At a time when we're being told that livestock production is an inefficient and unsustainable use of resources, Geoff Watts consider progress in developing synthetic alternatives.
It doesn't look like the start of a revolution in meat production, but some small scraps of pig muscle tissue growing in a laboratory at the University of Maastricht in the Netherlands could be just that. Professor Mark Post and his research team are the first to persuade cells taken from the muscle fibres of a live pig to carry on growing in dishes in the laboratory. And muscle is meat. With increasing pressure on food supply in the future and growing criticism of meat as an inefficient and environmentally costly way to make food, Geoff Watts looks at the science behind the idea of growing artificial meat.
He visits Maastricht to see the muscle tissue. It is on a very small scale at the moment, limited by cost and the current production technique, but Professor Mark Post is optimistic about scaling up their system, and believes it is just a matter of time and money. He does have more reservations about how long it will take to change the present short, thin strips into something with the texture and taste of real meat though.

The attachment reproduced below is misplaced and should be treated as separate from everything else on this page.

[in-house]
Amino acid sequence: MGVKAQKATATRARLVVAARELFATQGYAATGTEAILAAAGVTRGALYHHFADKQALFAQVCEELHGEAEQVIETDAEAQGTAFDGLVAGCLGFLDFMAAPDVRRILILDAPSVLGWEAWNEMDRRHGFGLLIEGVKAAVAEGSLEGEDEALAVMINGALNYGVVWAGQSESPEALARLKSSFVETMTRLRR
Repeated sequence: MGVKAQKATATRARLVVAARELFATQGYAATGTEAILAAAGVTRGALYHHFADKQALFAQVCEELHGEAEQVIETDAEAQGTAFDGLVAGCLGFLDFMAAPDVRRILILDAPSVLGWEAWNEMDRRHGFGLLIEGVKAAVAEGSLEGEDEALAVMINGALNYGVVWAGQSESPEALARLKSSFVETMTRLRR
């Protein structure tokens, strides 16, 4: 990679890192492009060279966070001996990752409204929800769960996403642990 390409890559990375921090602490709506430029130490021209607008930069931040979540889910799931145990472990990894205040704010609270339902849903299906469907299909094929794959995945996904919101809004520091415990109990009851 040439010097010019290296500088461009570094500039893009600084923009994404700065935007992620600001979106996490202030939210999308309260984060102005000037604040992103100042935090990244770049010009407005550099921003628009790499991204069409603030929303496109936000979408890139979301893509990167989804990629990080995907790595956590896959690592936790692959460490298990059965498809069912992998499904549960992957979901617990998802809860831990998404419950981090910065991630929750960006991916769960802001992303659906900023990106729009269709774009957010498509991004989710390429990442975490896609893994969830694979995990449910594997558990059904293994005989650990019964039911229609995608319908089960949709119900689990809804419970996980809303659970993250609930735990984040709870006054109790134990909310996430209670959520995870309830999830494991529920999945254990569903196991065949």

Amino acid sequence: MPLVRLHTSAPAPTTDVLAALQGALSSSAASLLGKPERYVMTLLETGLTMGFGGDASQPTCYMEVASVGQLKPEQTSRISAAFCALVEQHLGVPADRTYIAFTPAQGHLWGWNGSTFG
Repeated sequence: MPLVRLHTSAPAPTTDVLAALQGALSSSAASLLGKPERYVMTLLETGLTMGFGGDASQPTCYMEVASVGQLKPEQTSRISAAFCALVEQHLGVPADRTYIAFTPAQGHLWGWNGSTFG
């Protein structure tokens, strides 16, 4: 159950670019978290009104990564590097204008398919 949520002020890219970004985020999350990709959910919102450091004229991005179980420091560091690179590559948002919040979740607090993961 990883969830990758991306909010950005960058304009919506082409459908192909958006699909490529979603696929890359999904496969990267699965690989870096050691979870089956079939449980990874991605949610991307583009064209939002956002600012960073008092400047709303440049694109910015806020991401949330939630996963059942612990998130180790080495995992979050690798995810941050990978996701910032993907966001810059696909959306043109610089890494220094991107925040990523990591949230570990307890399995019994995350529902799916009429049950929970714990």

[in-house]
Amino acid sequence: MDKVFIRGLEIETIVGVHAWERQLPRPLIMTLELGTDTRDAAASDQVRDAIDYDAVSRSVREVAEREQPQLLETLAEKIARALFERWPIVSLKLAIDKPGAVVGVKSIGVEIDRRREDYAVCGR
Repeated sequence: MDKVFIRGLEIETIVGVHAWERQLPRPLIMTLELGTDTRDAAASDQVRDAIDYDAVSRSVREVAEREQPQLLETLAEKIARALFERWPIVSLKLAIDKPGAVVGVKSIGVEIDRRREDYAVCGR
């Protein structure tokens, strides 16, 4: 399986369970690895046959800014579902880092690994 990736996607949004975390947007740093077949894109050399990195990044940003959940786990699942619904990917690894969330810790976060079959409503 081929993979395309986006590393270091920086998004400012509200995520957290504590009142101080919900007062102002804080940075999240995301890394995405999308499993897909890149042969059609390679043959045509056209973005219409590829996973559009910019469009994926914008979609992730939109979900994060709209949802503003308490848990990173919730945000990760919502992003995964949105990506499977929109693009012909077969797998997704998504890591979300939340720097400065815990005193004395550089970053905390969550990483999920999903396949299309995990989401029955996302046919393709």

Geoff Watts talks to meat expert Emeritus Professor Jeff Wood at the University of Bristol about the exact nature of texture and taste in meat, and observes how a consumer taste panel assesses meat. It turns out to be surprisingly difficult, and still impossible to say why meat tastes the way it does. Jeff Wood says it is every bit as complicated and subtle as tasting wine, and he is sceptical that an artificial product can ever be as good as the real thing. Mark Post refuses to be daunted by his task though, and believes the technology is at the same stage as computer technology several decades ago. He agrees it is an unromantic way to produce meat but thinks it might be a question of "needs must" in the future.